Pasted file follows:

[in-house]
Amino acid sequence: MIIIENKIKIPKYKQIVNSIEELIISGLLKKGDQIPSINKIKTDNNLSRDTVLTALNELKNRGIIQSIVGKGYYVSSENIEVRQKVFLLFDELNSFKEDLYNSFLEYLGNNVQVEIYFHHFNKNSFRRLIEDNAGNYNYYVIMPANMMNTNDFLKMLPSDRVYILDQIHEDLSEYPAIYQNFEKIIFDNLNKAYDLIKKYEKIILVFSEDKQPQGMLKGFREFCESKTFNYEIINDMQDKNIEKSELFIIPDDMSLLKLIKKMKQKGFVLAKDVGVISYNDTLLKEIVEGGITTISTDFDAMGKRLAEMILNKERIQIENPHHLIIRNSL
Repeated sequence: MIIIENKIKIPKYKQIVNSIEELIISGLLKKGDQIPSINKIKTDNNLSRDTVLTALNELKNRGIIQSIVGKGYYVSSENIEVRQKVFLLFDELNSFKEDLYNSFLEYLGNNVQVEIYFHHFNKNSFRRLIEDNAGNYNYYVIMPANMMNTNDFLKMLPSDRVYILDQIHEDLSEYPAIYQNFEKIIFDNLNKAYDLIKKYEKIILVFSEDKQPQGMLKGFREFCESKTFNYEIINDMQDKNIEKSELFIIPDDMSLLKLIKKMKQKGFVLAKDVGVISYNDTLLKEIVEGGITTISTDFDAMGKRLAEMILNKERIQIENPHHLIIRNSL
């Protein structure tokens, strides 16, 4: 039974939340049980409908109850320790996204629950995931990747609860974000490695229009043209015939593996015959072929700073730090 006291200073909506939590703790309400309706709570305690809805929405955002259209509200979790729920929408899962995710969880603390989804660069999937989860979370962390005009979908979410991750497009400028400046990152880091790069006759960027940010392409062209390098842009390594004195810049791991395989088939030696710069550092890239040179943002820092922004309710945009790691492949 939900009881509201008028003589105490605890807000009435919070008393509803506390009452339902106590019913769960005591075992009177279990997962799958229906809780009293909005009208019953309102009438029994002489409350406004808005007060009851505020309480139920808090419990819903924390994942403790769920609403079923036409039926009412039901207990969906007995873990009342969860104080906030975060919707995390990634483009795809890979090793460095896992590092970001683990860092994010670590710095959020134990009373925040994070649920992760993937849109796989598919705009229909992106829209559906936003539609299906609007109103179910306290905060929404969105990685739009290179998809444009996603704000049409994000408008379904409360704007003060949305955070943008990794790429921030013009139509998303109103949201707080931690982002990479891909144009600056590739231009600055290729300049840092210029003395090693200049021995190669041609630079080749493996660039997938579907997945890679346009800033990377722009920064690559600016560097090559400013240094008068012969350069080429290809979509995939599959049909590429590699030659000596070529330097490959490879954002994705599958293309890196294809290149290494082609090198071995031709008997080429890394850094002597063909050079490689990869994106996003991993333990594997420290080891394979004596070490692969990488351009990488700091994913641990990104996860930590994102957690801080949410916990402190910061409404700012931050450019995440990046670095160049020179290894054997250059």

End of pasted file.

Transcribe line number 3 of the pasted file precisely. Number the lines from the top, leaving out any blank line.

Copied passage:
Repeated sequence: MIIIENKIKIPKYKQIVNSIEELIISGLLKKGDQIPSINKIKTDNNLSRDTVLTALNELKNRGIIQSIVGKGYYVSSENIEVRQKVFLLFDELNSFKEDLYNSFLEYLGNNVQVEIYFHHFNKNSFRRLIEDNAGNYNYYVIMPANMMNTNDFLKMLPSDRVYILDQIHEDLSEYPAIYQNFEKIIFDNLNKAYDLIKKYEKIILVFSEDKQPQGMLKGFREFCESKTFNYEIINDMQDKNIEKSELFIIPDDMSLLKLIKKMKQKGFVLAKDVGVISYNDTLLKEIVEGGITTISTDFDAMGKRLAEMILNKERIQIENPHHLIIRNSL